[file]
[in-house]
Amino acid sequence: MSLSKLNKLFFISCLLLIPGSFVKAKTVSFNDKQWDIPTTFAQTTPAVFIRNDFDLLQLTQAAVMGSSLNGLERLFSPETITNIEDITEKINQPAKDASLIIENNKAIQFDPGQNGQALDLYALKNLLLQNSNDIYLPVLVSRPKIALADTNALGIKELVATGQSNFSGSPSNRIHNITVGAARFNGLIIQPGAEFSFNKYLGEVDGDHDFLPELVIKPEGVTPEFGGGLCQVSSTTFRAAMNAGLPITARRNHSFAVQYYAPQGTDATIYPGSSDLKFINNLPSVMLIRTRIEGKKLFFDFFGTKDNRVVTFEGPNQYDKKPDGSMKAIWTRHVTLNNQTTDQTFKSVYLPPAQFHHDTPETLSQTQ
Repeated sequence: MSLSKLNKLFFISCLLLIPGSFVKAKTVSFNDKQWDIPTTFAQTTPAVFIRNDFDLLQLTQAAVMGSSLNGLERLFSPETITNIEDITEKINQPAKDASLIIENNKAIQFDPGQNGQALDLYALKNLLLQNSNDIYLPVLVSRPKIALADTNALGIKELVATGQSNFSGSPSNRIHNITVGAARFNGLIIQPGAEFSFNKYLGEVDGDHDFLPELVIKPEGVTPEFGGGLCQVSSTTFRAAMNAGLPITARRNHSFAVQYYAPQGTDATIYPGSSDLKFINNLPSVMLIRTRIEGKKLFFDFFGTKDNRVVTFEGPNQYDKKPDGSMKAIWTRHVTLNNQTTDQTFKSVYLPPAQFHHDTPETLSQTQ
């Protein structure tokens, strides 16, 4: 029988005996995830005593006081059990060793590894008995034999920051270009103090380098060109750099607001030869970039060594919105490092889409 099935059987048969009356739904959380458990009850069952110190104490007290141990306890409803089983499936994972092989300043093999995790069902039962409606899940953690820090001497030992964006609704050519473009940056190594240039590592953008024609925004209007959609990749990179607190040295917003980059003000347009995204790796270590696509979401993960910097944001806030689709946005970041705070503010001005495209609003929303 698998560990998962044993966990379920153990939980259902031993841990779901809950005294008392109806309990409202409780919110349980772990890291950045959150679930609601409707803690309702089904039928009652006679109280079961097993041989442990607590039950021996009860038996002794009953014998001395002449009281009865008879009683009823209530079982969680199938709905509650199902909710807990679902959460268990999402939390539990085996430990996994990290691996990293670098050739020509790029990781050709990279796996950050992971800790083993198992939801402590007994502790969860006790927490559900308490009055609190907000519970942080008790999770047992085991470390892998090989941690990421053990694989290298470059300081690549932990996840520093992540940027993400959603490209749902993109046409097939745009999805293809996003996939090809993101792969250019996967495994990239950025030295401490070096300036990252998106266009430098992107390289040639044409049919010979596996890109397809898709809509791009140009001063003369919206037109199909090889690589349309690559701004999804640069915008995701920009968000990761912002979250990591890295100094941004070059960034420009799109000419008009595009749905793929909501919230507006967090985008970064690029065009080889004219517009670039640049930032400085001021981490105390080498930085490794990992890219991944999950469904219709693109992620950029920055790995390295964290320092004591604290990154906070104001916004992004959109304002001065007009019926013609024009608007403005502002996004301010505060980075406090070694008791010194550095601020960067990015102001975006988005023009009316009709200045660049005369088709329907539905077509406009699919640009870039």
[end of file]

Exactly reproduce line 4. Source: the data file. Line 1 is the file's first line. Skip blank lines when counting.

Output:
């Protein structure tokens, strides 16, 4: 029988005996995830005593006081059990060793590894008995034999920051270009103090380098060109750099607001030869970039060594919105490092889409 099935059987048969009356739904959380458990009850069952110190104490007290141990306890409803089983499936994972092989300043093999995790069902039962409606899940953690820090001497030992964006609704050519473009940056190594240039590592953008024609925004209007959609990749990179607190040295917003980059003000347009995204790796270590696509979401993960910097944001806030689709946005970041705070503010001005495209609003929303 698998560990998962044993966990379920153990939980259902031993841990779901809950005294008392109806309990409202409780919110349980772990890291950045959150679930609601409707803690309702089904039928009652006679109280079961097993041989442990607590039950021996009860038996002794009953014998001395002449009281009865008879009683009823209530079982969680199938709905509650199902909710807990679902959460268990999402939390539990085996430990996994990290691996990293670098050739020509790029990781050709990279796996950050992971800790083993198992939801402590007994502790969860006790927490559900308490009055609190907000519970942080008790999770047992085991470390892998090989941690990421053990694989290298470059300081690549932990996840520093992540940027993400959603490209749902993109046409097939745009999805293809996003996939090809993101792969250019996967495994990239950025030295401490070096300036990252998106266009430098992107390289040639044409049919010979596996890109397809898709809509791009140009001063003369919206037109199909090889690589349309690559701004999804640069915008995701920009968000990761912002979250990591890295100094941004070059960034420009799109000419008009595009749905793929909501919230507006967090985008970064690029065009080889004219517009670039640049930032400085001021981490105390080498930085490794990992890219991944999950469904219709693109992620950029920055790995390295964290320092004591604290990154906070104001916004992004959109304002001065007009019926013609024009608007403005502002996004301010505060980075406090070694008791010194550095601020960067990015102001975006988005023009009316009709200045660049005369088709329907539905077509406009699919640009870039």